Esther McCarthy reviews Hail Caesar! and Time Out of Mind
Hail Caesar! (12A) ***
The Coens have proven in the past that they're as capable of lighthearted movies as heavier material, but while Hail, Caesar! has its pleasures, it also feels insubstantial even for a Coen comedy.
It’s a shame, because there's no shortage of potential personalities here, in fact, the sheer number of stories may be part of the film's problem. George Clooney plays Baird Whitlock, an old-school Hollywood with a knack for getting into trouble both on and off the set.
When he’s kidnapped by a group activists the future of the big-budget drama he's working on is threatened.
That's bad news for top Hollywood suit Eddie Mannix (Josh Brolin) to track down Whitlock and get the movie back on the rails.
Unfortunately, two competing sibling gossip columnists (both played by Tilda Swinton) have separately got wind that something's amiss in the studio, and are snooping around in the hope of getting a salacious story.
There are beautiful extended scenes including one involving a swimming pool and Scarlett Johansson, having fun as a Hollywood diva. Channing Tatum also gets to show off his range in a lengthy dance scene.
It’s all shot in glorious retro-looking technicolour by the great cinematographer Roger Deakins, but while it’s a treat for the eyes, there are problems here.
The giddy storyline will alienate some viewers, while the multiple-strand plot line falls short of making the most potential of the big-name cast.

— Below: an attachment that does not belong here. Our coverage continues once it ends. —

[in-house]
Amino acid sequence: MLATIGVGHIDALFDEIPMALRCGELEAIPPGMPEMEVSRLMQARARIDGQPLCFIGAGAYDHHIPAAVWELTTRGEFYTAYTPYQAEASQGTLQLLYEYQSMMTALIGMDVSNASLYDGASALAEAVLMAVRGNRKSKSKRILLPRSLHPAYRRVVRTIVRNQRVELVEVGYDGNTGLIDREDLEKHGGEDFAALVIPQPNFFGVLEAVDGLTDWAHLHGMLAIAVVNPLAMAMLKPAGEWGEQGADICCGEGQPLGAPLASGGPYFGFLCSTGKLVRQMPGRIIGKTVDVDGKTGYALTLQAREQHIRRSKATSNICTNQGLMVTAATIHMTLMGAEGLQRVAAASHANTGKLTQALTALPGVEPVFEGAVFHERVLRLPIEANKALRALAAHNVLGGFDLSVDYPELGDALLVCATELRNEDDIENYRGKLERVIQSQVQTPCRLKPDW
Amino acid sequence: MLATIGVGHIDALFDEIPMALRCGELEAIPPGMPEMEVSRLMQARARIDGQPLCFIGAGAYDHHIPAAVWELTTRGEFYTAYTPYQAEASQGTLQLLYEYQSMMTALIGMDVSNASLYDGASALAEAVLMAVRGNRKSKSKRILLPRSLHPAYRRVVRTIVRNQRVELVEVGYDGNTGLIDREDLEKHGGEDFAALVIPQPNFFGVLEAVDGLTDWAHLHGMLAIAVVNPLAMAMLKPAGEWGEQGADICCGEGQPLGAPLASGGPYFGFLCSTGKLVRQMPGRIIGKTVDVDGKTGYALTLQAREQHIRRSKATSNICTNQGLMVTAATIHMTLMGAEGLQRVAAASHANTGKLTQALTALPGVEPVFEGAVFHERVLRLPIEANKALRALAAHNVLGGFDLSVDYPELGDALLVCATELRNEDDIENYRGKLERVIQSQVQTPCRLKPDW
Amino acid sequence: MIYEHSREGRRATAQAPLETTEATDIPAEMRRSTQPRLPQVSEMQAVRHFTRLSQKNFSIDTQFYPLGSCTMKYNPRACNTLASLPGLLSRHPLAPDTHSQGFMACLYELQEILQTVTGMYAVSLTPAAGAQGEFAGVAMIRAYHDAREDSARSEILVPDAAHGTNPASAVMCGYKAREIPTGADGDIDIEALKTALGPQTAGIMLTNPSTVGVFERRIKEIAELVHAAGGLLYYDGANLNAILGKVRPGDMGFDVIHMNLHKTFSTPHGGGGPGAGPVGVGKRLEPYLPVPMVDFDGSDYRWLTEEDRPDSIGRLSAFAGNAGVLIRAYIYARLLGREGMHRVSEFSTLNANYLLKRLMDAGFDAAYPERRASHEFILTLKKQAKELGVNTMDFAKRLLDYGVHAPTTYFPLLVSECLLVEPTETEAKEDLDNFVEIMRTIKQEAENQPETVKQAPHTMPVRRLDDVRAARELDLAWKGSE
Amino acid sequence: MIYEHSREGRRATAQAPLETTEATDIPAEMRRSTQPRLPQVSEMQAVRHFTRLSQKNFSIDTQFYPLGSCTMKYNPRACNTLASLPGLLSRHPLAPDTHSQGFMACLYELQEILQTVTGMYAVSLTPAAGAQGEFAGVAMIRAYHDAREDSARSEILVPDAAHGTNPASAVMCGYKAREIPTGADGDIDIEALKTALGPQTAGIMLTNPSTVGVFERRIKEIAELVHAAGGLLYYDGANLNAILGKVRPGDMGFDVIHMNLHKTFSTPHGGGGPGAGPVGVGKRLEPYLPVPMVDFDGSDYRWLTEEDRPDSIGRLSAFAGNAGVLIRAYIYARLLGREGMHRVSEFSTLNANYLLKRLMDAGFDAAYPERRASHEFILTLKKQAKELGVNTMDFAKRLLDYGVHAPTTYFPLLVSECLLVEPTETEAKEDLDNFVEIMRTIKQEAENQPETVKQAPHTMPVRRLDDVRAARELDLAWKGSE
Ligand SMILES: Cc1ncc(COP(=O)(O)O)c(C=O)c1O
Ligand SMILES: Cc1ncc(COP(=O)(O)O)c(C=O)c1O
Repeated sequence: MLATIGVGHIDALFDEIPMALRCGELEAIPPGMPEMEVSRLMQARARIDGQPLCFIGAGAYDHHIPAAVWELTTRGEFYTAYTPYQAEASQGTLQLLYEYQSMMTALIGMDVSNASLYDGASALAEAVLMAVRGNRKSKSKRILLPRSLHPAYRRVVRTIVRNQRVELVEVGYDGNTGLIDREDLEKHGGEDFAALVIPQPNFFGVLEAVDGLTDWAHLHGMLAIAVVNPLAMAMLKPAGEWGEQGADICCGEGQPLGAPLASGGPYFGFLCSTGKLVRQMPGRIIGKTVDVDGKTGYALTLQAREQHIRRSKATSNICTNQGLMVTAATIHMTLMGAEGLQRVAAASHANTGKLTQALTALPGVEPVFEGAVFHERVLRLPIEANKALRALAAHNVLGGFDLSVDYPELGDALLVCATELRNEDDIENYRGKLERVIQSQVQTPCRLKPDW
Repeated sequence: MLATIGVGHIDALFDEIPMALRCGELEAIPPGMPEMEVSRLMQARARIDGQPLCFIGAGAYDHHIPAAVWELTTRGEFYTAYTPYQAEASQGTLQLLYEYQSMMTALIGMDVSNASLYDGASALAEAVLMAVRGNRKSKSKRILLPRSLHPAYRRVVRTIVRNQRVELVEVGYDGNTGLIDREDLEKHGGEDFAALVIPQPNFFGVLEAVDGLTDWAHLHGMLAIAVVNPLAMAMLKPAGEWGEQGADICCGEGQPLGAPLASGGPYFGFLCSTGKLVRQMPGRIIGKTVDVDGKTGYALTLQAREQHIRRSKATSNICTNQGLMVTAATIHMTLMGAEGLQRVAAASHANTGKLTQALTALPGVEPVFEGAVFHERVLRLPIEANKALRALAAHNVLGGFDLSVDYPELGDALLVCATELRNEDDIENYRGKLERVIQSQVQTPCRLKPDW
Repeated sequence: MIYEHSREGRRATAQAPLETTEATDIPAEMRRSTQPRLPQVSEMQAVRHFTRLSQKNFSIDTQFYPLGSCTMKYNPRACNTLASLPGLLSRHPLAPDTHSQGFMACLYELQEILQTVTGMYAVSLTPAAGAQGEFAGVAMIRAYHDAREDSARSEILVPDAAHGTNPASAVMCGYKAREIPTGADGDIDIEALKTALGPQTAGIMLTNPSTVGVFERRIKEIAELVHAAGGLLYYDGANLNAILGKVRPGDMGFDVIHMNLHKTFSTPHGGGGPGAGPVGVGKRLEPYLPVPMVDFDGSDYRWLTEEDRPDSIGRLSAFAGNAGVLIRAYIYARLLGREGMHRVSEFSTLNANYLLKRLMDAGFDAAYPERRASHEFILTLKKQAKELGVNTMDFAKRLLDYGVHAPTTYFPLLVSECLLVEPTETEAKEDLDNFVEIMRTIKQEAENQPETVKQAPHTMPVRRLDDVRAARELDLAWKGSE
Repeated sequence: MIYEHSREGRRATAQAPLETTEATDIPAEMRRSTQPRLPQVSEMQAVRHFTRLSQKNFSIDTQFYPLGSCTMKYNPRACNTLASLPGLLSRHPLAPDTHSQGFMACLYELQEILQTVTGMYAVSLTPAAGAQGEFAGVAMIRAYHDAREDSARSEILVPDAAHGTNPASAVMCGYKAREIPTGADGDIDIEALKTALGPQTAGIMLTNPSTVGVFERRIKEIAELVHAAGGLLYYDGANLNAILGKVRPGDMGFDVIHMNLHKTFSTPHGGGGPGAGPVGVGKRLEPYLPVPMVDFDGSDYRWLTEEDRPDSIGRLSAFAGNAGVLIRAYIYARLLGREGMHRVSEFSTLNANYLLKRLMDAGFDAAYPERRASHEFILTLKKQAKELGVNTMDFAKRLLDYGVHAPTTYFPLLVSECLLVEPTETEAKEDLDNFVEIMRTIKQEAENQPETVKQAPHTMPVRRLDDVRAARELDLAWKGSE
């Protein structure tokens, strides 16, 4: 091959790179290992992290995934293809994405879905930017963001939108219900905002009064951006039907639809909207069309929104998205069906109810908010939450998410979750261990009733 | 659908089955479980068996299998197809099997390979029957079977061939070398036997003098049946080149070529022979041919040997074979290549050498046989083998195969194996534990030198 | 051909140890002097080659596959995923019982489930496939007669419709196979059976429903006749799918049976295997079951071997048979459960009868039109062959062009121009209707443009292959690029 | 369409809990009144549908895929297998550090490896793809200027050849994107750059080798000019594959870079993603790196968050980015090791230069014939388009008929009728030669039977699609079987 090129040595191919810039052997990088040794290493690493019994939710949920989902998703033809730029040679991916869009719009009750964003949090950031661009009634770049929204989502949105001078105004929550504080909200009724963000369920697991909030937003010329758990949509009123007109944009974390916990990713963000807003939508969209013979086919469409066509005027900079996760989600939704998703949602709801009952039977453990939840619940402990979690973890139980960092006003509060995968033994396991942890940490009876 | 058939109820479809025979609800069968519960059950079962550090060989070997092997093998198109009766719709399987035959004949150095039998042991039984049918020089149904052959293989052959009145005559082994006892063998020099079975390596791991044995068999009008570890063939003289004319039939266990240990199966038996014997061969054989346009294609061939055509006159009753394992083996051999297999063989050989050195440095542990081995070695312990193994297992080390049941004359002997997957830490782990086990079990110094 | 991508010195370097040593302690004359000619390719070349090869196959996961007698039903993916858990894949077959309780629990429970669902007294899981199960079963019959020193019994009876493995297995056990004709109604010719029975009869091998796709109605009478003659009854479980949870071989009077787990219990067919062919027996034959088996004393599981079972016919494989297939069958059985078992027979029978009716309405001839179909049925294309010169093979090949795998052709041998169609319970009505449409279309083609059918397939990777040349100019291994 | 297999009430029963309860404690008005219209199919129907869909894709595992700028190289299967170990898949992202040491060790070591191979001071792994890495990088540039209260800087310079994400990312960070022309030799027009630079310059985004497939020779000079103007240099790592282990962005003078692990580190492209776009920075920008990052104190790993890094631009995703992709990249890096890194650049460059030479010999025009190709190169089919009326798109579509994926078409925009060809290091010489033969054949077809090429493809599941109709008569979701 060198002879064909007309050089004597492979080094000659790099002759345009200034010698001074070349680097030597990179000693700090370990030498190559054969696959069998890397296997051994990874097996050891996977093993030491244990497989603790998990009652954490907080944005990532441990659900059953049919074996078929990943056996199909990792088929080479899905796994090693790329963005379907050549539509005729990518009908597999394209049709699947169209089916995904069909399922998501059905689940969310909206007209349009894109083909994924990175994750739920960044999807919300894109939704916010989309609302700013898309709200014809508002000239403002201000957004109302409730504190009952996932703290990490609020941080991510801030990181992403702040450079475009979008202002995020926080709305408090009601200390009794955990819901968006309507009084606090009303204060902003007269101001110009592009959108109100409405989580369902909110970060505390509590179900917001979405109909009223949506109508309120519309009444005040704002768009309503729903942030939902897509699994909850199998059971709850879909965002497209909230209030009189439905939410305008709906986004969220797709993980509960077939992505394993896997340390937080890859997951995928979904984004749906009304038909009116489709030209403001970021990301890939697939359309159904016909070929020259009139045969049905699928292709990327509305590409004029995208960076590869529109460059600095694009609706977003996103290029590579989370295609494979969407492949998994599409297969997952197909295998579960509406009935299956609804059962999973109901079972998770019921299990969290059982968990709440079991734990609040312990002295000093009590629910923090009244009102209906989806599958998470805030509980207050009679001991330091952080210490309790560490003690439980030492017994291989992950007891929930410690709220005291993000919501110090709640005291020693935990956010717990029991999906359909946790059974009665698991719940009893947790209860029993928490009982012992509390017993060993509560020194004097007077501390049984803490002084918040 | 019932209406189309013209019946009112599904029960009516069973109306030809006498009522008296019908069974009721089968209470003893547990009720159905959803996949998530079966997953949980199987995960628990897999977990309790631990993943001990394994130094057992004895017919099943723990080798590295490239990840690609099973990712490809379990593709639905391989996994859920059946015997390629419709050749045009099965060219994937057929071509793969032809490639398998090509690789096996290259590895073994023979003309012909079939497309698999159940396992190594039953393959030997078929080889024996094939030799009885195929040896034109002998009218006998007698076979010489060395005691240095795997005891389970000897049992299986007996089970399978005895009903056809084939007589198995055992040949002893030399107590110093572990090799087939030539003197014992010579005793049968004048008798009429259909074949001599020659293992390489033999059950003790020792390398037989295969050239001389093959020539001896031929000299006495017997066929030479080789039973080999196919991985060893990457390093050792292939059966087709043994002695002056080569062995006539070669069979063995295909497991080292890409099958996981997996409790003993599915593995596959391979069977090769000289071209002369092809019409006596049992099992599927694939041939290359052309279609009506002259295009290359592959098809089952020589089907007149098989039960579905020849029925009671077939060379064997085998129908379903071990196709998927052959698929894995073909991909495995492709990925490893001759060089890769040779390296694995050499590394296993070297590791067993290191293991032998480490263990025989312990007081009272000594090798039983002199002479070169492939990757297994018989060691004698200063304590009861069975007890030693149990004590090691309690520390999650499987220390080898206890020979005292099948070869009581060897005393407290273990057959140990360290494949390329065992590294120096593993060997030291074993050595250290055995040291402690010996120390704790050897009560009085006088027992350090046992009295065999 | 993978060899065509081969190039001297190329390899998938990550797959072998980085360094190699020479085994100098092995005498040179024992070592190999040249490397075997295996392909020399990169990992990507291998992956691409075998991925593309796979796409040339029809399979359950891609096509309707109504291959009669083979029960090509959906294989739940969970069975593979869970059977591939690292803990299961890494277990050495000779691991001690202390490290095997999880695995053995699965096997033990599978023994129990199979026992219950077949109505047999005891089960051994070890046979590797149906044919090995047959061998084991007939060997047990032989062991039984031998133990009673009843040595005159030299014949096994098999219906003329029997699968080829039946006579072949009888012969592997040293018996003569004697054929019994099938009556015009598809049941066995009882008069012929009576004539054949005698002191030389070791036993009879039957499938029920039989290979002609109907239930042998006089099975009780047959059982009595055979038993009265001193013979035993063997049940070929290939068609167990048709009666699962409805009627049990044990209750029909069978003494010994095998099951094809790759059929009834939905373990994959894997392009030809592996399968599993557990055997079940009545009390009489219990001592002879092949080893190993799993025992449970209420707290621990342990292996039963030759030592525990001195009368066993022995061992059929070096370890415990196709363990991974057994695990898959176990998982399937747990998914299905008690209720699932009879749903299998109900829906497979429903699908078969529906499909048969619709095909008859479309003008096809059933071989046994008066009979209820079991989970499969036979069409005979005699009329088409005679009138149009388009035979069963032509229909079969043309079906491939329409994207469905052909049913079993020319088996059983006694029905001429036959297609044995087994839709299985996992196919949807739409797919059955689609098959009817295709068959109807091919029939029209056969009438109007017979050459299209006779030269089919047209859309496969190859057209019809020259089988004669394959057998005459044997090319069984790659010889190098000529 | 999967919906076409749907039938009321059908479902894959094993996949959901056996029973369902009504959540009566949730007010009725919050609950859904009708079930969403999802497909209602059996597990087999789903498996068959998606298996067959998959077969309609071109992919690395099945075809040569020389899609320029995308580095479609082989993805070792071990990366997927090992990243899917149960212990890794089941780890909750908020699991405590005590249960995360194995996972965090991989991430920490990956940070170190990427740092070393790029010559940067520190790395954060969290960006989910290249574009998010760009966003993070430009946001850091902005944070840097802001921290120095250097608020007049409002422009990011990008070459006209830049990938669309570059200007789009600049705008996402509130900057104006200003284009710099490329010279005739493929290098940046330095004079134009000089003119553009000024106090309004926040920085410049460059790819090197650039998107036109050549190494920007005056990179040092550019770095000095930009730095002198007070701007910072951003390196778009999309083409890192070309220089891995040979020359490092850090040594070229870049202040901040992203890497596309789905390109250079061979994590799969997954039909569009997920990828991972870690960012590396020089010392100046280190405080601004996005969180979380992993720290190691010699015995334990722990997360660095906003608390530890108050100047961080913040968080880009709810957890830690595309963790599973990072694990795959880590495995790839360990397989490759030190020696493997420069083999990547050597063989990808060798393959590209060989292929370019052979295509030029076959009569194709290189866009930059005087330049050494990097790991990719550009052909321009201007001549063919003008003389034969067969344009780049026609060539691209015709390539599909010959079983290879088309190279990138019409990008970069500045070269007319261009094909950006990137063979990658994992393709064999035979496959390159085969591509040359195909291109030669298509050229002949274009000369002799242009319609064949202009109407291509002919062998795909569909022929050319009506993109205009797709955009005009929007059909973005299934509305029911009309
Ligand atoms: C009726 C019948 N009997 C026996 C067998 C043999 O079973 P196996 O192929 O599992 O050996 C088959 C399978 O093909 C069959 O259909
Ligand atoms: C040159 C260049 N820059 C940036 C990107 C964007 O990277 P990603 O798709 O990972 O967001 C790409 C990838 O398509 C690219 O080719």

Time Out of Mind (15A, limited release) ****
Those movie-star handsome looks can distract from the fact that Richard Gere is a darned fine actor. Here he reminds us of that fact in a small, slow burner of a film that's very much a personal, pet project for Gere-he co-produced as well as starring and has been developing it for 12 years.
An intimate portrait of what it's like to be homeless, this art house film won't be for everyone but has a quiet power to it. Gere plays George, a homeless man attempting to better his life as he negotiates the various difficult scenarios that have become his daily life.
Struggling with the demon drink and the effects of mental illness most likely caused by his predicament, he drifts around the streets of New York looking for food and shelter.
Desperate to renew contact with his weary daughter (a very good Jenna Malone) and find a safe place to sleep at night, he reluctantly engages with social services.
Directed by Oren Moverman, who previously worked with Woody Harrelson in military drama The Messenger, Time Out of Mind is the type of slow-paced, art house drama that will not appeal to everyone. But it offers numerous rewards for your patience.